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Being in demand is a form of job security. I think if you're teaching English in Korea, you can be pretty sure that you could still teach English in Korea 10 years from now. Beyond that, however, there's not much security. There's no guarantee that you'll have a job a year from now as positions generally go from contract to contract. The pay is stagnant and often includes or is tied to housing, which means that changing your job means you have to move with no idea of where you'll be living, or potentially negotiate with your employer to take over a housing contract tied to your previous employer.

I think teaching is a great job and I know many great teachers here, even people without formal qualifications related to education. I just don't think it's a great bet in Korea, anymore. If you're in your early 20s or just here for a couple of years at any age, disregard this. If you like teaching and enjoy the flexibility it offers (flexibility is different from security), by all means continue. If you're trying to save money or possibly start a family, I don't think a typical teacher's salary on an E2 is a great option.

Working full-time at the minimum wage now yields a monthly salary of 1.7 million KRW. Many places can beat this, like working full-time at a Nike store, which pays about 2.1 million a month plus benefits like money for gym memberships, holiday and performance bonuses, as well as paying your share of your pension payments.

That doesn't mean anyone working for 2.1 or 2.2 is a failure or a loser, but like many other industries back home, ELT in Korea just isn't paying that well despite requiring a university degree, additional certifications and reams of paperwork. When you consider the likelihood of a position to get cut or eliminated, or just to be not that good in the first place, I think it's certainly worth considering other options in Korea or overseas.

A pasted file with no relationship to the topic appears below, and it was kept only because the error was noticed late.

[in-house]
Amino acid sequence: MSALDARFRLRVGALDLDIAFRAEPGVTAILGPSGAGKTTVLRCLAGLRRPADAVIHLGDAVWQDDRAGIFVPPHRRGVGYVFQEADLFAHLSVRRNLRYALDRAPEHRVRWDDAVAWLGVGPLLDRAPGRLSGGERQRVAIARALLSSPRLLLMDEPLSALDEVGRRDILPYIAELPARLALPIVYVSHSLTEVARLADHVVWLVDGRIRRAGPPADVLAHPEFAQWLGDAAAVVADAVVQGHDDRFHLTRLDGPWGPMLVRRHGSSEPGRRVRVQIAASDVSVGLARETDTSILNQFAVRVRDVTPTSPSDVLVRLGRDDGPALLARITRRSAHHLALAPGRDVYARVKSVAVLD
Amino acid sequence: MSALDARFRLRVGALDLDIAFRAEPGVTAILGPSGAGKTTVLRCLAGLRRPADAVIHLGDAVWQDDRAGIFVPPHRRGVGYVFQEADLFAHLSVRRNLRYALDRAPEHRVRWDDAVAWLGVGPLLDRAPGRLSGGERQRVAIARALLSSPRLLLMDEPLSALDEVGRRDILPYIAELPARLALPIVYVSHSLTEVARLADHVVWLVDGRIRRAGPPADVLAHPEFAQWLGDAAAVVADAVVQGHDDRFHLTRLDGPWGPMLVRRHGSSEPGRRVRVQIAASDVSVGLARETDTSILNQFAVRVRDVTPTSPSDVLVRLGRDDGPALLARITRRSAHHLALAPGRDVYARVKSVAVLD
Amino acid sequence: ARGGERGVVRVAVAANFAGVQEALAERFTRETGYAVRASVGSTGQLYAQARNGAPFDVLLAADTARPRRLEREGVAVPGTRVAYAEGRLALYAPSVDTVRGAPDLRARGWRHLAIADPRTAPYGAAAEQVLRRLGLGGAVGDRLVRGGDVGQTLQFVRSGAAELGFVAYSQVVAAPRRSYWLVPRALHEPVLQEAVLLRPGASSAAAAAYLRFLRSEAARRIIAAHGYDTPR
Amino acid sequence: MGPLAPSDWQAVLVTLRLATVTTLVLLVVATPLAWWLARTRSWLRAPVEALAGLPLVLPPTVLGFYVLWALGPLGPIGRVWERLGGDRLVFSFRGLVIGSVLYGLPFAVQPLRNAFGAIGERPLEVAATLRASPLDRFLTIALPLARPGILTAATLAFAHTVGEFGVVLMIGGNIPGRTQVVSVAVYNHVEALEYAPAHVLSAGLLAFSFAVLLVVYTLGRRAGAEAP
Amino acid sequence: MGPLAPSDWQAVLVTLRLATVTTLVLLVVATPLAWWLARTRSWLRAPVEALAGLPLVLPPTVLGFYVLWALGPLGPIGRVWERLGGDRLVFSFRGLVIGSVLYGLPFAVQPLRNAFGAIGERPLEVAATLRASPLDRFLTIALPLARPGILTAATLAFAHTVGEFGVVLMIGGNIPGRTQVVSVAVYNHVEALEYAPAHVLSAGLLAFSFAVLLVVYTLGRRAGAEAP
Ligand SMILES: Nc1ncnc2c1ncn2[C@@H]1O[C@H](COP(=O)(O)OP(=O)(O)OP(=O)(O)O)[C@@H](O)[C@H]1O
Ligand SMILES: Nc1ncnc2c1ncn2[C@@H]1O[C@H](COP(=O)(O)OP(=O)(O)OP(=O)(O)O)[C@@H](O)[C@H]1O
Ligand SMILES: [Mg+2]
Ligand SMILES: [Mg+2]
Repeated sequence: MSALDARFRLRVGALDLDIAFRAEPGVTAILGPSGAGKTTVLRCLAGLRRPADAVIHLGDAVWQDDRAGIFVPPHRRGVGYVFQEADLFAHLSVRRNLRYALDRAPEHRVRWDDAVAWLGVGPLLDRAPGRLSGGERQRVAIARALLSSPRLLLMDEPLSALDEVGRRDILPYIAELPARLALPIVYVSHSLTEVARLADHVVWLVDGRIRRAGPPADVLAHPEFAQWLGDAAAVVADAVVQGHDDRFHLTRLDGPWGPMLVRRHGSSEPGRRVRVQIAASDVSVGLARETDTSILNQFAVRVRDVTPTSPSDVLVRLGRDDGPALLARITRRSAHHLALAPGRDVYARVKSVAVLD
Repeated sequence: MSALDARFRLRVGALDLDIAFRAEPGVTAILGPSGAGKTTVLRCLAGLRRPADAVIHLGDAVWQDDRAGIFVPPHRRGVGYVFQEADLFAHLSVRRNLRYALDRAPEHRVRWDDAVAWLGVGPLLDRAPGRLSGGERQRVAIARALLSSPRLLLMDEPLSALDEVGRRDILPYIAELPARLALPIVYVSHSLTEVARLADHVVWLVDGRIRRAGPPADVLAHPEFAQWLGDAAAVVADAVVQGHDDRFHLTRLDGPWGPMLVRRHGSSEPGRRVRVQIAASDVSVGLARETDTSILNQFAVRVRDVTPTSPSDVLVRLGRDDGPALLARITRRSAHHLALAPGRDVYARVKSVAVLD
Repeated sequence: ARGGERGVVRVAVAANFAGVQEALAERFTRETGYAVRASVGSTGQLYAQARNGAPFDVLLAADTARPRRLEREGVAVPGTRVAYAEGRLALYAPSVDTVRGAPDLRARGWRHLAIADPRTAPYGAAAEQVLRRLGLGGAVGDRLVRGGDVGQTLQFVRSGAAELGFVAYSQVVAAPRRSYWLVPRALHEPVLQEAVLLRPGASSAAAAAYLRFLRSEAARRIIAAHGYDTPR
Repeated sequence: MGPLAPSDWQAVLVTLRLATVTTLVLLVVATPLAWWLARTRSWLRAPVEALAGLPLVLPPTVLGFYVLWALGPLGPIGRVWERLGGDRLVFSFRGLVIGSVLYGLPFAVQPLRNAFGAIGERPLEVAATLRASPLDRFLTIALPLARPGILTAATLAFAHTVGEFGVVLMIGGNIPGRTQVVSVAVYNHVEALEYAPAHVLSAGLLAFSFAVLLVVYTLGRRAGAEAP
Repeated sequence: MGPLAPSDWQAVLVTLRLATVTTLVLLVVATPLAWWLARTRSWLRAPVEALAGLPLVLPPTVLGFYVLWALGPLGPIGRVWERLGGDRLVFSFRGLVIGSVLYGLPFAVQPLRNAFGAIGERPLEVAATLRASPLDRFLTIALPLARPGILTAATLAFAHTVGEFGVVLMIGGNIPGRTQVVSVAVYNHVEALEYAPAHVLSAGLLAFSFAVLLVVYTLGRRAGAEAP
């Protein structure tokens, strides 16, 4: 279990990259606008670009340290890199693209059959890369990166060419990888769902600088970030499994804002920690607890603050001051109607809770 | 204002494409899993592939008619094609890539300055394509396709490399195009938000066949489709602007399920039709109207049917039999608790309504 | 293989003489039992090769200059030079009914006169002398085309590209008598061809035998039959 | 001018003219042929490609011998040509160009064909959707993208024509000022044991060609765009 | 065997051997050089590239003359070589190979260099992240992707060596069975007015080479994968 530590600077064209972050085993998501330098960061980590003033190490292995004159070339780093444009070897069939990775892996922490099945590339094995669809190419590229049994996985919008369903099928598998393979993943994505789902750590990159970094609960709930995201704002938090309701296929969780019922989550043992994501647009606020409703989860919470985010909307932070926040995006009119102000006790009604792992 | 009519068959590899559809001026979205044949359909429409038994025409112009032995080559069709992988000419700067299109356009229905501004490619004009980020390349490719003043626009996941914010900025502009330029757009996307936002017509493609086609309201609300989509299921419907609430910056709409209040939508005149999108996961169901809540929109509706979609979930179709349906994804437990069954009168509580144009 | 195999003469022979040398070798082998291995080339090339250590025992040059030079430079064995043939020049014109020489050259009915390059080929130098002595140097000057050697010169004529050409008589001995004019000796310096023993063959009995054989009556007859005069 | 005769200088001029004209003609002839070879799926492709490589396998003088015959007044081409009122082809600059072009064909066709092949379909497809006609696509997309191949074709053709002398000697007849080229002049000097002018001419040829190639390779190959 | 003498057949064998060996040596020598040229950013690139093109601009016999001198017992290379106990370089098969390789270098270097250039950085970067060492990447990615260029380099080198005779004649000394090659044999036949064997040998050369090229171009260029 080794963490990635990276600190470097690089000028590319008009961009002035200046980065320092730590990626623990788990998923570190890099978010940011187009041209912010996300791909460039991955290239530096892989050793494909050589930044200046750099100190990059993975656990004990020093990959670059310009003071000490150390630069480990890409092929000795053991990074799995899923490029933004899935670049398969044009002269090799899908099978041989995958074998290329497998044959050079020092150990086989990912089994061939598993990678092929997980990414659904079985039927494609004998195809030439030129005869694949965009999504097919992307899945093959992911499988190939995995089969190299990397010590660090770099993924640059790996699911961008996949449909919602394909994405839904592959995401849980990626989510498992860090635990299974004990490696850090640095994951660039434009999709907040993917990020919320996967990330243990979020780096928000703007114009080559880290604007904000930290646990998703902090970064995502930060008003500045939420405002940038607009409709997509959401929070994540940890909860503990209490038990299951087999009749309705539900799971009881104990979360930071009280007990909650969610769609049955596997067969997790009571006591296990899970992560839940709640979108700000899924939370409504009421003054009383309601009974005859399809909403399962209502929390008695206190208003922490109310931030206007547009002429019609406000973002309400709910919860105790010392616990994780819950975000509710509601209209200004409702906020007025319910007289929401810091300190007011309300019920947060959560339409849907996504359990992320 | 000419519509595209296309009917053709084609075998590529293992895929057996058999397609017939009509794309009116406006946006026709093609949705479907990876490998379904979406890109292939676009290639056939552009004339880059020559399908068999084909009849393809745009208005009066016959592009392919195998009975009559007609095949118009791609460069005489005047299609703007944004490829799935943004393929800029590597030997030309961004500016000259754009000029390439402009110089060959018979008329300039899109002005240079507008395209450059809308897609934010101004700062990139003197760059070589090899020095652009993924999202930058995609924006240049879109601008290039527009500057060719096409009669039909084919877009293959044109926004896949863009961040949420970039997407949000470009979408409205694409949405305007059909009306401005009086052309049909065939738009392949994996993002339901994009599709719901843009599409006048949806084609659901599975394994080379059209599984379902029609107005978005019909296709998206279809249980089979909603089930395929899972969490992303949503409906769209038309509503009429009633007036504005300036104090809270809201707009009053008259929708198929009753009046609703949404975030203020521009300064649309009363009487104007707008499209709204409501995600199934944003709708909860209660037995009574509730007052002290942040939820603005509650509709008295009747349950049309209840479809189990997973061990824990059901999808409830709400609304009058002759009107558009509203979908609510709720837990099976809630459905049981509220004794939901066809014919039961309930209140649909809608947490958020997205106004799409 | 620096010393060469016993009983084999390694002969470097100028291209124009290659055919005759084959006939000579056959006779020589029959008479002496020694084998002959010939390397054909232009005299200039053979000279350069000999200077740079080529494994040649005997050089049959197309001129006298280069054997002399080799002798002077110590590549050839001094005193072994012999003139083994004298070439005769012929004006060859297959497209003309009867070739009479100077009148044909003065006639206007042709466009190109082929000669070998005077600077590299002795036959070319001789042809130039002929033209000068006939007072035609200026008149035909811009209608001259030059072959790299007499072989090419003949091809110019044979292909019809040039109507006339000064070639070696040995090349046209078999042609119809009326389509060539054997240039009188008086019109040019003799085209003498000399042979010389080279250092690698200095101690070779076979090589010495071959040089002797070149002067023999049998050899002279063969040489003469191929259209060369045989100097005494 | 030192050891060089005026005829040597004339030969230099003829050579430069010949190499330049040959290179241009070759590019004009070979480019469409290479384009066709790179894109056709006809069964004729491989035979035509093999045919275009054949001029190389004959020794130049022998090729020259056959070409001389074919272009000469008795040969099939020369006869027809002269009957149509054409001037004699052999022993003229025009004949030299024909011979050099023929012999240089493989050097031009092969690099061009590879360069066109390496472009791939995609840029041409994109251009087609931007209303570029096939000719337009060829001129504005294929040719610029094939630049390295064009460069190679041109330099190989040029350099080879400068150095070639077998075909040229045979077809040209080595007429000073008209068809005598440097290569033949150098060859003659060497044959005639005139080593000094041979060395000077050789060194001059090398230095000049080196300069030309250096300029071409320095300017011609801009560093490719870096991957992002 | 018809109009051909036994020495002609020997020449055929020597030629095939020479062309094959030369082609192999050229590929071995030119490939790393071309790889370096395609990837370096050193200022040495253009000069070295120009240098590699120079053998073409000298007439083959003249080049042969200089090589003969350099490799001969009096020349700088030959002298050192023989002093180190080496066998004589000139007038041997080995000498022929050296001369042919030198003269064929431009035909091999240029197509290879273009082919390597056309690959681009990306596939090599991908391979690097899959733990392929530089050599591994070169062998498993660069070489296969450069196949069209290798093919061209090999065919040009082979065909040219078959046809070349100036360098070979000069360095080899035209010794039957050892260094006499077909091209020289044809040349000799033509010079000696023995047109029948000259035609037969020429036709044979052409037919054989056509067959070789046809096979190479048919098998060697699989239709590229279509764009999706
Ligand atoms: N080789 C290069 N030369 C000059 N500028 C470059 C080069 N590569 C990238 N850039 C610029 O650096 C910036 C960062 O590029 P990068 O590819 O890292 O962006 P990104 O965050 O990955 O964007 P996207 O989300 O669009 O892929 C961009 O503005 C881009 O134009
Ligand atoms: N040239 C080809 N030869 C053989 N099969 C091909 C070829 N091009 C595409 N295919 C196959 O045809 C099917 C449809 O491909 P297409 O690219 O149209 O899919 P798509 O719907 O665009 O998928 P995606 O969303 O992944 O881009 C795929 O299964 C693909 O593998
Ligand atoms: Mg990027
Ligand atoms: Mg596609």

That's the problem right there.  Ten years ago, minimum wage here was 880,000 a month or so 10 years ago, when many hakwans were paying 2.1 to 2.3 with return flight.  It's why you want to punch some of these idiot newbies in the face for accepting still low offers and keeping the wages low for everyone.  Though I think there is plenty of low wage work here.  The Great Recession had disastrous effects on Korea's ESL industry.  It killed the golden era.  If you came here 10 to 20 years ago, you could roll in the money.  I heard about Korea by word of mouth.  Folks came back to the Maritimes (cause it's the poorest part of North America) and said, go to Korea - you can make a lot of money.  It sure isn't that way anymore.  But it's the fault of foreigners for caving in 2019 for the lowball offers. 

Korea is only now recovering from the disaster the last recession had.  Some wages are slowly increasing if you search a lot of Facebook ads.  If everyone would stand firm and refuse to collectively take jobs below a certain wage, it would go up.  It is starting to now as the US economy is finally doing well in some places and folks realize it is worth more there than here now.  Also, many senior teachers have been exiting to China and other places more recently.  It is still good for me.  But it won't be for much longer.  The sharp spike in the minimum wage is fueling a lot of inflation.

Eh, as a hagwon owner I can say most successful, teaching driven hagwons are prepared to pay for someone with advanced experience in teaching.  Our hagwon certainly does.  But to think that wages will just go up based on cost of living to hire the next child that just graduated university and wants to "figure their life out" by teaching in Korea....nah, they aren't going to get any more money.